With the euphoria of the draft behind him, Doug Martin got down to business Friday in the broiling heat at One Buc Place.
Tampa Bay traded up to select the versatile Boise State running back late in the first round, and Martin was eager to impress Bucs coaches at the start of a three-day rookie camp.
"It's definitely more intense out here, and expectations are way higher than in college,'' Martin said. "Guys are trying to find a spot on this football team and there's a lot riding on this. It's everybody's dream to be out here.''
Sensing an upcoming run on running backs, the Bucs moved up five spots and grabbed Martin with the 31st pick.
"After my name was called, it was a little surreal,'' said Martin, who ran for 3,431 yards and 43 touchdowns at Boise State. "I was on Cloud 9. Being out here, reality has set in.''
The Bucs added a veteran presence up front by signing DT Gary Gibson to a two-year contract.
Gibson spent the past three years with the Rams and has played in 49 career games (22 starts), recording 79 tackles and three sacks. Gibson got one start and played in all 16 games with St. Louis last year, finishing the season with 25 tackles and three sacks.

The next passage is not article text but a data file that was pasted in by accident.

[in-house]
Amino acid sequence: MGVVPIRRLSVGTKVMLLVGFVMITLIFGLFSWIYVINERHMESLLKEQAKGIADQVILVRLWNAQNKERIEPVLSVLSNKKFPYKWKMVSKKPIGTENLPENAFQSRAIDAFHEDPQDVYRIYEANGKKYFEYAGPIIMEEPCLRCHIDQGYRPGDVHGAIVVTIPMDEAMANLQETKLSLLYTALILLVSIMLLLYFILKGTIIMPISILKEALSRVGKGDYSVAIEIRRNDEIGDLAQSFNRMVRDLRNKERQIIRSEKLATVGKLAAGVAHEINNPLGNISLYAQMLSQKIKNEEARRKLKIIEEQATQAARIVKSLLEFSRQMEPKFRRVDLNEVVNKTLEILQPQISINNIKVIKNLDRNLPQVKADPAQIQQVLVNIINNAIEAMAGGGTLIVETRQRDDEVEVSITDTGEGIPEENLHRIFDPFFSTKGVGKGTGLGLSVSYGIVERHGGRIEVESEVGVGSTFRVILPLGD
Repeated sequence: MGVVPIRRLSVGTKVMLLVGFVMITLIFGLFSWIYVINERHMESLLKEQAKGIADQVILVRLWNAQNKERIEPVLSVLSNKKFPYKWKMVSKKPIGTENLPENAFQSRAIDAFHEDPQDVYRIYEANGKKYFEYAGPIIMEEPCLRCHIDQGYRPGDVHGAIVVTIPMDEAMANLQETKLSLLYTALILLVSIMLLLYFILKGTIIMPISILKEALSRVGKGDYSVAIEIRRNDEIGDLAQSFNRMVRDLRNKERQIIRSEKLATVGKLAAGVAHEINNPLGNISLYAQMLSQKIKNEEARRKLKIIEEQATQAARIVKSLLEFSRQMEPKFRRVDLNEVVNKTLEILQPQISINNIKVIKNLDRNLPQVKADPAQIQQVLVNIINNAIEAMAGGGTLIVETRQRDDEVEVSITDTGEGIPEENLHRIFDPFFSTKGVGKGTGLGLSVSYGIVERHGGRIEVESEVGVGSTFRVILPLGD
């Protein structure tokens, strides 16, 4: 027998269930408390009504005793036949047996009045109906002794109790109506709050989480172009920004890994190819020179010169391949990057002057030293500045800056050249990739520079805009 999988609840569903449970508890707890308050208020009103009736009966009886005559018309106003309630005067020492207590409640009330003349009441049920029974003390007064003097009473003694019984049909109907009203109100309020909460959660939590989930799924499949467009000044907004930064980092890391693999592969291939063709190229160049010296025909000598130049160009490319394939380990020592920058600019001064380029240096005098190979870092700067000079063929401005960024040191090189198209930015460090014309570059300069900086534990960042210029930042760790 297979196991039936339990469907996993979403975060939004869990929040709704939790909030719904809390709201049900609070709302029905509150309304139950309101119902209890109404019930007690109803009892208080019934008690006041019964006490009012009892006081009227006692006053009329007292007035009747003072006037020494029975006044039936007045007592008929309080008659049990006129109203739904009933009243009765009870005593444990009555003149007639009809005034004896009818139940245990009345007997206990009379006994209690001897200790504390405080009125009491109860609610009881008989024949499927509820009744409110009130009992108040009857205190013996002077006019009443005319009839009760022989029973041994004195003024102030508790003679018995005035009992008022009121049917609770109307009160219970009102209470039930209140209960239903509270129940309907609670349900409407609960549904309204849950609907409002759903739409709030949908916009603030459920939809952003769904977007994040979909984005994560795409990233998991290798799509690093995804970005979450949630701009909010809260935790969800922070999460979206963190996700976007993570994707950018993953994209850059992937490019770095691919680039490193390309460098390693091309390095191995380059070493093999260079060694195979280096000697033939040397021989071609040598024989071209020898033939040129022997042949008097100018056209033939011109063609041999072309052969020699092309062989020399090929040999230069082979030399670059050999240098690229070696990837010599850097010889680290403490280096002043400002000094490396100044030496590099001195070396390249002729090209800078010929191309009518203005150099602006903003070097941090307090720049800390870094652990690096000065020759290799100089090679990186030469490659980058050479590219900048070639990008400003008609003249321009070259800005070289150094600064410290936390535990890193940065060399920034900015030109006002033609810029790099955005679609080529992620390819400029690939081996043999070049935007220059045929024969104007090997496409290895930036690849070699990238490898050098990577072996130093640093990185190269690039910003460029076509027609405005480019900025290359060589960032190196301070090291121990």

Gibson played for new Bucs coach Greg Schiano at Rutgers and entered the league as an undrafted free agent with the Ravens in 2005.
"Gary was at the beginning of my time at Rutgers, but he's an incredibly hard-working guy,'' Schiano said. "I think he can help us. I think he can add depth to what we're doing and we need it right now.''
While adding Gibson, Tampa Bay released DT John McCargo and WR Raymond Webber.
Just a start
During Friday's afternoon practice, Schiano tried to split his focus between Tampa Bay's incoming rookie class and dozens of undrafted players seeking an invitation to training camp.
"It's an opportunity,'' Schiano said. "Sometimes, you can do the very best you can and it doesn't work, but we know a lot of people. If they're good guys, when people call we're going to give them a good recommendation. It's not just the Bucs they're working out for … it's everyone our coaches know.''
Alabama safety Mark Barron was pleased after an initial look at his new Tampa Bay teammates.
"I came out and got a feel for what I'm going to be doing for this team,'' said Barron, who helped the Tide to two national championships before the Bucs selected him with the seventh overall pick. "It was a good start. I woke up this morning and knew it was time to go to work.''
The Bucs have lauded Barron's leadership skills at Alabama, where he played a key role on the nation's best defense.
"This is a hard-working atmosphere,'' Barron said. "Intense and disciplined.''
Ira Kaufman, Roy Cummings